Are any of your customers involved in corporate spinoffs? Sales and marketing people are always advised to keep an eye on potential mergers and acquisitions among their customers, but we don’t usually talk about spinoffs.
As marketers and sales pros, we find irresistible the promise that technology tools will make our jobs easier and help us win more business faster. Which is why so many of us are turning to companies that are focused on predictive analytics tools that support account-based marketing, and scaling all of the different aspects of the ABM process.
Congratulations! Your team scored its first sale with a valuable customer. Despite all the hard work, the journey has just begun. Now the focus shifts to how you are going to keep—and grow—the customer.
B2B sales and marketing typically involves a major financial investment in the product or service, as well as change management in areas like operations, governance, and processes. So there’s more at stake for the customer—and consequently for you. New relationships are fragile and require nurturing and maintenance.
But what’s the best approach? These seven tips will help your account team demonstrate to customers that they are in the best hands:
Account-based marketing (ABM) is getting a lot of buzz, and for good reason. Companies with sustained ABM initiatives are seeing positive and measureable results. As Marketing Land notes, “companies practicing ABM have better alignment with sales, often close bigger deals with target accounts, and increase pipeline velocity.” According to a 2015 survey by SiriusDecisions, 92 percent of companies recognize the value in ABM, calling it a B2B marketing must-have.
Sales and marketing leaders from companies across a variety of industries tell us that account-based-marketing (ABM) programs are essential to engaging and retaining their most important customers. Nearly all of our customers are either piloting ABM or have full-fledged programs up and running. But these programs are not without some serious executional challenges, which tend to fall into five categories.
Here are the top five reasons why account-based marketing fails.
You’ve worked hard to build strong relationships and trust within your most important accounts. The payoff for all this hard work? A stable of powerful “Champions” for your company, who fast track your sales of new products and services to their departments.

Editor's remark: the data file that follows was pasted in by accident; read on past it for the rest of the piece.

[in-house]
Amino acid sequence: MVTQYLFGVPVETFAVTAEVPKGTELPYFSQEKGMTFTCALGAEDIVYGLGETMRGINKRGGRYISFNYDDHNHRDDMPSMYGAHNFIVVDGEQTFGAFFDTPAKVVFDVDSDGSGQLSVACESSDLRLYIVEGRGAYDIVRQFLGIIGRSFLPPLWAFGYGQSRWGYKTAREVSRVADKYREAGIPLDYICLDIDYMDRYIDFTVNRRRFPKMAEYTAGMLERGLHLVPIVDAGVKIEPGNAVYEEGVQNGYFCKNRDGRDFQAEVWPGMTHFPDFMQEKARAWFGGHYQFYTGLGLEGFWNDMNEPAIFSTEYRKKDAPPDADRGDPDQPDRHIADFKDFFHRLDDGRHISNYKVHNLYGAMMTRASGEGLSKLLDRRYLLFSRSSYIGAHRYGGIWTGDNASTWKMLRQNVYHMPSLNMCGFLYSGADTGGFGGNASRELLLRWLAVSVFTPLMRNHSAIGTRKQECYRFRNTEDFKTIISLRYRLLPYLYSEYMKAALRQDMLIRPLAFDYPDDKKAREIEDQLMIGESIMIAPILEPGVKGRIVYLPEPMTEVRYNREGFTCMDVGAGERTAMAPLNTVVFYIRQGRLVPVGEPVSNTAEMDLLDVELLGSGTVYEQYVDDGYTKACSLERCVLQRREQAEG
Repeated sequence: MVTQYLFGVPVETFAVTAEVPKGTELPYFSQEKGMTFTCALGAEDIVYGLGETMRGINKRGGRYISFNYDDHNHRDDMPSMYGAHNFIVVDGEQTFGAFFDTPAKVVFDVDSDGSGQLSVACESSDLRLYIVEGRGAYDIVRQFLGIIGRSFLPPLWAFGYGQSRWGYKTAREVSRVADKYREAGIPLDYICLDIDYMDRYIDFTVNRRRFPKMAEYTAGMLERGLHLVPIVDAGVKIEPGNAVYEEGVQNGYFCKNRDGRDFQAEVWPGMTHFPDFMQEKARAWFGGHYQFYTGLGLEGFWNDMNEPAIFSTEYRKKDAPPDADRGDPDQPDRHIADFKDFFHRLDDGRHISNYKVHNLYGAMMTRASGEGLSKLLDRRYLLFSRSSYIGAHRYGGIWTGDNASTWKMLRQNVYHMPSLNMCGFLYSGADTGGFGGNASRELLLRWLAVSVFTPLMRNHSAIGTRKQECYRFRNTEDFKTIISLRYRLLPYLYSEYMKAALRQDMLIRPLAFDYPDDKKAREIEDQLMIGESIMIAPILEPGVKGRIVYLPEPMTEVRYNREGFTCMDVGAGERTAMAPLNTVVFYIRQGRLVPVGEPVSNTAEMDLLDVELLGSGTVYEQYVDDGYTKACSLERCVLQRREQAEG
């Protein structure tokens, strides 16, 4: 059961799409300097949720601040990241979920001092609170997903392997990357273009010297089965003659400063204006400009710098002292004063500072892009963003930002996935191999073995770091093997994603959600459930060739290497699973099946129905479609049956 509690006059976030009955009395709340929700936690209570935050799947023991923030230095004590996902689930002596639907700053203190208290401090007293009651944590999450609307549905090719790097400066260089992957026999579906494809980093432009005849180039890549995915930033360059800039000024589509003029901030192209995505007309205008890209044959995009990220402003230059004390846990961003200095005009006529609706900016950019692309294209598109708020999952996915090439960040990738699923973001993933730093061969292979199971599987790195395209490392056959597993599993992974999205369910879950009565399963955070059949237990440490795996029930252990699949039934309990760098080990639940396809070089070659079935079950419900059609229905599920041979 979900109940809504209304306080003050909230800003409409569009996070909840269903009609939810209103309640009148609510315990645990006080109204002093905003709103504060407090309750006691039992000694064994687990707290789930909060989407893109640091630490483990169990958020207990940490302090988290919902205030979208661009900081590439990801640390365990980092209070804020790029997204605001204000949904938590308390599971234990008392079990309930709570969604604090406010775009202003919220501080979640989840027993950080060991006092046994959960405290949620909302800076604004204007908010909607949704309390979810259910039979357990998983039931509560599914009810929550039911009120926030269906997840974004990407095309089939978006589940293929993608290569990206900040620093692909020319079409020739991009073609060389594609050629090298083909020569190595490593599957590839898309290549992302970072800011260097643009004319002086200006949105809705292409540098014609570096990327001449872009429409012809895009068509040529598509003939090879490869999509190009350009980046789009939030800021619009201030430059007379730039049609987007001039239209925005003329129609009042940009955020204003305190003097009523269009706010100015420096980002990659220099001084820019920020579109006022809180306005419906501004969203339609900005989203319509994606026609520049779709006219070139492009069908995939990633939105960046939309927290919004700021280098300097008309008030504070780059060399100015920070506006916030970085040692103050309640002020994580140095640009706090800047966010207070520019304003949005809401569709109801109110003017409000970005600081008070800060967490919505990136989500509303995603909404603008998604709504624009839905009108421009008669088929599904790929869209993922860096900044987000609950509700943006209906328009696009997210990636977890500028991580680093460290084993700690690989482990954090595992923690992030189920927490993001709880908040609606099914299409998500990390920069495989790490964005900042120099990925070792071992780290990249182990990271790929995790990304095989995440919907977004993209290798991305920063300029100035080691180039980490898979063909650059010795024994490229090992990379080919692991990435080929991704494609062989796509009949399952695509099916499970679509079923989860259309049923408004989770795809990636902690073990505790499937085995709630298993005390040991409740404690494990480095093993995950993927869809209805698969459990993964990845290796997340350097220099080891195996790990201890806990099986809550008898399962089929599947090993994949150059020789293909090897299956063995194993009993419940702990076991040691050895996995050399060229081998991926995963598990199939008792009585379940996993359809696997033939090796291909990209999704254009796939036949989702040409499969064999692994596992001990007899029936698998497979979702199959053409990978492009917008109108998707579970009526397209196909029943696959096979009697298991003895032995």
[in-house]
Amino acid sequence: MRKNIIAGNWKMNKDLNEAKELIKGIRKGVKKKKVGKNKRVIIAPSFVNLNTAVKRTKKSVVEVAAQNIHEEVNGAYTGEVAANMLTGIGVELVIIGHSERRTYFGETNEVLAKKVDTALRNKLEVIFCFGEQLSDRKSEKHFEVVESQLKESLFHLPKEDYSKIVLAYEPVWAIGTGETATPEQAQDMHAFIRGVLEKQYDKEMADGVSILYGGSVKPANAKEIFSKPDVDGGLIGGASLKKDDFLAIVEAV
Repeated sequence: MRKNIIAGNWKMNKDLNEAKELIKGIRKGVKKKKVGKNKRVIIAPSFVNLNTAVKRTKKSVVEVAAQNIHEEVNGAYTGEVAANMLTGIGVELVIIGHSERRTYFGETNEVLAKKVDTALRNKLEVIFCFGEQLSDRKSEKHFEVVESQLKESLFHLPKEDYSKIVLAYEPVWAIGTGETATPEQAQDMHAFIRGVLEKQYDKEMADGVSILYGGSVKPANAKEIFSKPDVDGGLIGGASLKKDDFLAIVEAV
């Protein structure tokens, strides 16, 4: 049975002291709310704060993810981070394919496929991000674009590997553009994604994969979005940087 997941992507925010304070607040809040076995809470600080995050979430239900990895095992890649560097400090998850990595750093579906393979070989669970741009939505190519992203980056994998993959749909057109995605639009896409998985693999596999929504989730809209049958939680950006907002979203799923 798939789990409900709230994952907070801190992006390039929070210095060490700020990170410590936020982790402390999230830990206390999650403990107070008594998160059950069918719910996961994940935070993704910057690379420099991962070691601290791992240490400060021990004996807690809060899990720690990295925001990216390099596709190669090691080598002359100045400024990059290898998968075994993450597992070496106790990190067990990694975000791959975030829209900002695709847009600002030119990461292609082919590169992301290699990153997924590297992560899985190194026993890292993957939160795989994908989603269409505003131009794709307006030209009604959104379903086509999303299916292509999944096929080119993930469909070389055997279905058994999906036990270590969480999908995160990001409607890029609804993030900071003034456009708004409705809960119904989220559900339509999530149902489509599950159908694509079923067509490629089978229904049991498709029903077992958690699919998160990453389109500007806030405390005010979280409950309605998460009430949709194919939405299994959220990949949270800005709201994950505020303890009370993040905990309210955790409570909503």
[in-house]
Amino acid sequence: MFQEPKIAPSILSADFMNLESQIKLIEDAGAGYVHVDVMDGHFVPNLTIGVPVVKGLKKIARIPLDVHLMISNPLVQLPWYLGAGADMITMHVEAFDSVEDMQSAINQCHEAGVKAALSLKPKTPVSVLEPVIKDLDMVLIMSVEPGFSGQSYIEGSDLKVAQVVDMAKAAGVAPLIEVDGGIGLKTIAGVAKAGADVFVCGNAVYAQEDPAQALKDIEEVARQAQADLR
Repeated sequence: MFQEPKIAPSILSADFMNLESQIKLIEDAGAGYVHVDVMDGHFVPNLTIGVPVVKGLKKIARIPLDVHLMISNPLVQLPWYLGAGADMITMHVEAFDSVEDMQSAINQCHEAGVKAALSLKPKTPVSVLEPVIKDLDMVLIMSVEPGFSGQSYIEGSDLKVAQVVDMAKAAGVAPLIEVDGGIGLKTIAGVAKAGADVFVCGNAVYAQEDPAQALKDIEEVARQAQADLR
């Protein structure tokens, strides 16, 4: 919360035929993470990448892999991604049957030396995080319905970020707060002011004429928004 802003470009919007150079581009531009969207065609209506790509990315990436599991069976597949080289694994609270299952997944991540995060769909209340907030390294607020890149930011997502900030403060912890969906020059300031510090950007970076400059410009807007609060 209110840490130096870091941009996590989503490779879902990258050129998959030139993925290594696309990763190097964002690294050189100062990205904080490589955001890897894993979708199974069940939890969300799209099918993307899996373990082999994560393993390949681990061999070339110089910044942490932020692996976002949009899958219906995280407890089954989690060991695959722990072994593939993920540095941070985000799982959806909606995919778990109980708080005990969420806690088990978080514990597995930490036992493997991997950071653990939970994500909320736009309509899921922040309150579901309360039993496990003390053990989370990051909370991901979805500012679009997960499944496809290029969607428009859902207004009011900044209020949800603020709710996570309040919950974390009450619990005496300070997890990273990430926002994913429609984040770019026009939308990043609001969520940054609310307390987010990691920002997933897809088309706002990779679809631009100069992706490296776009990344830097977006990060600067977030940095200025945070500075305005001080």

We all have them: accounts we’d love to penetrate more. Accounts that, no matter how hard we try, just never grow beyond a few sales here and there.
Why not? In many cases, the bigger deals elude you because you’re not selling to the people who hold the purse strings when it comes to multi-million dollar sales: we’re talking about the men and women of the C-suite.
In an article entitled Your Scarcest Resource, the Harvard Business Review makes the sensible case that "Time is money, but few organizations treat it that way."
According to one industry insider, "A lot of CDO (Chief Digital Officer)-type roles are borne out of frustration of CEOs who know they need to be doing something but don't have an executive they feel can drive that kind of change forward."
Ian Cox, a former Chief Information Officer (CIO) and author of Disrupt IT: A New Model for IT in the Digital Age says that clinging to an old-school approach to IT is helping pave the way for a new C-level executive -- the chief digital officer (CDO).
Those who sell to CIOs have long needed to assess where individual CIO customers sit on the continuum from Operational CIO (keeping the lights on) to Transformational CIO (Driving new business models and innovation). Pitching "bleeding edge" technologies to an operationally-focused CIO for example, may not be effective.